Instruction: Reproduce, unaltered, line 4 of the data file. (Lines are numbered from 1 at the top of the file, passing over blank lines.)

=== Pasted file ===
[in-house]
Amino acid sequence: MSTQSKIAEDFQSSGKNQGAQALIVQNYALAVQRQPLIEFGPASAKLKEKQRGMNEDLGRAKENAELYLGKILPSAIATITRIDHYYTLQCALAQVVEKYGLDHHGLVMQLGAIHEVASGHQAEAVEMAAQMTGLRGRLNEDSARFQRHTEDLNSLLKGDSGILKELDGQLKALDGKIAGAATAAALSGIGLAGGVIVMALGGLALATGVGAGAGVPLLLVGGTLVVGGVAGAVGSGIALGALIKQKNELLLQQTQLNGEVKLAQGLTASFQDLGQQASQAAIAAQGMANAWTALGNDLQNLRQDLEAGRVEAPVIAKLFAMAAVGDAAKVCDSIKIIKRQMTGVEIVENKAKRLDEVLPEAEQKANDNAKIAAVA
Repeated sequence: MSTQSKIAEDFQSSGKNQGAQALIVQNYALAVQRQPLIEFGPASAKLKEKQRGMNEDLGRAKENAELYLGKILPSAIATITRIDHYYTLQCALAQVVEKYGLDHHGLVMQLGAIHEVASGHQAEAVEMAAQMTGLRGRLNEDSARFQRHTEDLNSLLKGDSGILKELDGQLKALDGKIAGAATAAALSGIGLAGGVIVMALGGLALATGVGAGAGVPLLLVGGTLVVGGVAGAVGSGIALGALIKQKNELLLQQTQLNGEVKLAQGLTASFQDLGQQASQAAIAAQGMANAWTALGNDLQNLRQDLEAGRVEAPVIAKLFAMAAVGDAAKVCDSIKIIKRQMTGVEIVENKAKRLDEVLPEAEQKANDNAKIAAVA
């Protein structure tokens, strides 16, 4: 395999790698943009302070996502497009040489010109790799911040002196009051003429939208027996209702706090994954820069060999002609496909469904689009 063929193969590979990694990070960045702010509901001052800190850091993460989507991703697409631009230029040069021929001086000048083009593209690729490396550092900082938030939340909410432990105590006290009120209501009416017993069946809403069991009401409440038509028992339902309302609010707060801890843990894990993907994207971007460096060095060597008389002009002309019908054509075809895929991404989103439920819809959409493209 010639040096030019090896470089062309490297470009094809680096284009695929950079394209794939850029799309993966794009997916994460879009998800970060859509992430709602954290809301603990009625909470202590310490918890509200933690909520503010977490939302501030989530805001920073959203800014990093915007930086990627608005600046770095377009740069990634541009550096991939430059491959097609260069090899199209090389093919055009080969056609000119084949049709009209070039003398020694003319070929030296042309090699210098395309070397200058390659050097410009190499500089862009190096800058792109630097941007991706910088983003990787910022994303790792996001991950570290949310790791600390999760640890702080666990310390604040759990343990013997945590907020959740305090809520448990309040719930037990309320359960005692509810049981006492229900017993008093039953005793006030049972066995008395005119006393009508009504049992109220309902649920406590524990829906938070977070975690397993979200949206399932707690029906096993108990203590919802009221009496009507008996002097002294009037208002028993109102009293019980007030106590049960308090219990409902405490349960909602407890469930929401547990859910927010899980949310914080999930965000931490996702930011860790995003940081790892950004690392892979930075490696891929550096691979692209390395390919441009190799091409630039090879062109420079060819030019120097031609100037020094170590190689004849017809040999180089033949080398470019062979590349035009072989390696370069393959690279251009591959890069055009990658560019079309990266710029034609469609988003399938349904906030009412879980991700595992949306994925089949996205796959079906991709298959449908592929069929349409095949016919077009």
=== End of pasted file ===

């Protein structure tokens, strides 16, 4: 395999790698943009302070996502497009040489010109790799911040002196009051003429939208027996209702706090994954820069060999002609496909469904689009 063929193969590979990694990070960045702010509901001052800190850091993460989507991703697409631009230029040069021929001086000048083009593209690729490396550092900082938030939340909410432990105590006290009120209501009416017993069946809403069991009401409440038509028992339902309302609010707060801890843990894990993907994207971007460096060095060597008389002009002309019908054509075809895929991404989103439920819809959409493209 010639040096030019090896470089062309490297470009094809680096284009695929950079394209794939850029799309993966794009997916994460879009998800970060859509992430709602954290809301603990009625909470202590310490918890509200933690909520503010977490939302501030989530805001920073959203800014990093915007930086990627608005600046770095377009740069990634541009550096991939430059491959097609260069090899199209090389093919055009080969056609000119084949049709009209070039003398020694003319070929030296042309090699210098395309070397200058390659050097410009190499500089862009190096800058792109630097941007991706910088983003990787910022994303790792996001991950570290949310790791600390999760640890702080666990310390604040759990343990013997945590907020959740305090809520448990309040719930037990309320359960005692509810049981006492229900017993008093039953005793006030049972066995008395005119006393009508009504049992109220309902649920406590524990829906938070977070975690397993979200949206399932707690029906096993108990203590919802009221009496009507008996002097002294009037208002028993109102009293019980007030106590049960308090219990409902405490349960909602407890469930929401547990859910927010899980949310914080999930965000931490996702930011860790995003940081790892950004690392892979930075490696891929550096691979692209390395390919441009190799091409630039090879062109420079060819030019120097031609100037020094170590190689004849017809040999180089033949080398470019062979590349035009072989390696370069393959690279251009591959890069055009990658560019079309990266710029034609469609988003399938349904906030009412879980991700595992949306994925089949996205796959079906991709298959449908592929069929349409095949016919077009």